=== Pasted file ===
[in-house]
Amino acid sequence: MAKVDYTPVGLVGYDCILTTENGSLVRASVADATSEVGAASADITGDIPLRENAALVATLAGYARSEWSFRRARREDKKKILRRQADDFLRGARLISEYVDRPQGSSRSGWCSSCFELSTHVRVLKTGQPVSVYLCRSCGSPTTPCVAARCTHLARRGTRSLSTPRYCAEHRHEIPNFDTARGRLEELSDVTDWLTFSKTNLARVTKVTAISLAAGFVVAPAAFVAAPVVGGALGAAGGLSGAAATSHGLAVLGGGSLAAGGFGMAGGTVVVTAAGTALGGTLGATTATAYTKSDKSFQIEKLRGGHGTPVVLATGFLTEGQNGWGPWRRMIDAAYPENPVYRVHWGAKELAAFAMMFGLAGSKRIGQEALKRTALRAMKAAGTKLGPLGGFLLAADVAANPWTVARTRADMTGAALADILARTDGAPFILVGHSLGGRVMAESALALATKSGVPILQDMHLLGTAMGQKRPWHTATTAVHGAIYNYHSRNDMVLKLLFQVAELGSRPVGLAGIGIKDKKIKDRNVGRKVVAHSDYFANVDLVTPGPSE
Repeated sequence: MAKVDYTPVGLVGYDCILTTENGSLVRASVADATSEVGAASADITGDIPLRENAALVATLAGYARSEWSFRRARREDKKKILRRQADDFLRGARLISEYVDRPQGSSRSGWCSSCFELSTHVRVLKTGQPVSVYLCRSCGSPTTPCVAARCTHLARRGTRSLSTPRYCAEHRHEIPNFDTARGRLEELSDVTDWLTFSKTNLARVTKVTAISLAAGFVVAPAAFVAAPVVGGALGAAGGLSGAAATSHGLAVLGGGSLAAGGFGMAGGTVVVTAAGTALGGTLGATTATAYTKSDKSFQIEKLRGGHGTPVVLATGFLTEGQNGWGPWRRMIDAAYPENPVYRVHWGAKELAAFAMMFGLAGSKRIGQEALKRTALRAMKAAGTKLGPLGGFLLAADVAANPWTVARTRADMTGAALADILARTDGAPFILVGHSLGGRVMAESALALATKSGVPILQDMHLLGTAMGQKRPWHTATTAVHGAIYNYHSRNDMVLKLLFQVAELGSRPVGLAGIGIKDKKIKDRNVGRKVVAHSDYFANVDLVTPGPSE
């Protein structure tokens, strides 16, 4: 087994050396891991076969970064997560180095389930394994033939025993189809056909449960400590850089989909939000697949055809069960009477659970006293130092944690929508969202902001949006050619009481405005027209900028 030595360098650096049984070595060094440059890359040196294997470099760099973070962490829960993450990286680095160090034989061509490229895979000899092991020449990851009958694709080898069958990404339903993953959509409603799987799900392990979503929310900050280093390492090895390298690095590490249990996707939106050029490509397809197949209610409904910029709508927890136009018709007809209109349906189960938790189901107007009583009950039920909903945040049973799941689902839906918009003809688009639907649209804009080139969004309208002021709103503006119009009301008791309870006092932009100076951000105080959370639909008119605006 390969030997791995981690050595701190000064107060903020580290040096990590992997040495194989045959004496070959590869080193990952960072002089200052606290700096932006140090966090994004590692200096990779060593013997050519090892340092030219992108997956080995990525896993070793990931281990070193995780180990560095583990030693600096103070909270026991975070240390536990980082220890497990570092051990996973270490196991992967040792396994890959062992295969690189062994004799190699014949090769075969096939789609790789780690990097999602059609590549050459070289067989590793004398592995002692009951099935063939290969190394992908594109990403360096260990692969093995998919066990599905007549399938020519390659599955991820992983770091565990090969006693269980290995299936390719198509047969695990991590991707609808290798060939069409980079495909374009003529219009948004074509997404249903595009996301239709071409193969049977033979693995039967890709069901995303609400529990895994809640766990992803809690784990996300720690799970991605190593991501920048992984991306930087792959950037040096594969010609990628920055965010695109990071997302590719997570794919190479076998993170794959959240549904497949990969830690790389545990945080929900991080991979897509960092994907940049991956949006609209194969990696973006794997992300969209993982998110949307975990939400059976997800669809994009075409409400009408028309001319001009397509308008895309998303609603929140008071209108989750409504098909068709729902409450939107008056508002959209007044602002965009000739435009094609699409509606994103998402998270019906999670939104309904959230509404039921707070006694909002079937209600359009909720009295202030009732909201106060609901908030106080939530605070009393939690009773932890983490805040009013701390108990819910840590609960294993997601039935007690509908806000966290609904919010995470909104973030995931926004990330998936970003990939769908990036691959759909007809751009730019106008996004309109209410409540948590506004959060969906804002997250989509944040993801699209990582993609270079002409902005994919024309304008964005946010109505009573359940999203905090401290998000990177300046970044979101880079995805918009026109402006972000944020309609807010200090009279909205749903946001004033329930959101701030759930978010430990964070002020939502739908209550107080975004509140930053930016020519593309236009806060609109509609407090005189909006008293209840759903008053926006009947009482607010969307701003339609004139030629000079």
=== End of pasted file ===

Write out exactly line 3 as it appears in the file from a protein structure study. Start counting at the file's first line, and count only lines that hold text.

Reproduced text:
Repeated sequence: MAKVDYTPVGLVGYDCILTTENGSLVRASVADATSEVGAASADITGDIPLRENAALVATLAGYARSEWSFRRARREDKKKILRRQADDFLRGARLISEYVDRPQGSSRSGWCSSCFELSTHVRVLKTGQPVSVYLCRSCGSPTTPCVAARCTHLARRGTRSLSTPRYCAEHRHEIPNFDTARGRLEELSDVTDWLTFSKTNLARVTKVTAISLAAGFVVAPAAFVAAPVVGGALGAAGGLSGAAATSHGLAVLGGGSLAAGGFGMAGGTVVVTAAGTALGGTLGATTATAYTKSDKSFQIEKLRGGHGTPVVLATGFLTEGQNGWGPWRRMIDAAYPENPVYRVHWGAKELAAFAMMFGLAGSKRIGQEALKRTALRAMKAAGTKLGPLGGFLLAADVAANPWTVARTRADMTGAALADILARTDGAPFILVGHSLGGRVMAESALALATKSGVPILQDMHLLGTAMGQKRPWHTATTAVHGAIYNYHSRNDMVLKLLFQVAELGSRPVGLAGIGIKDKKIKDRNVGRKVVAHSDYFANVDLVTPGPSE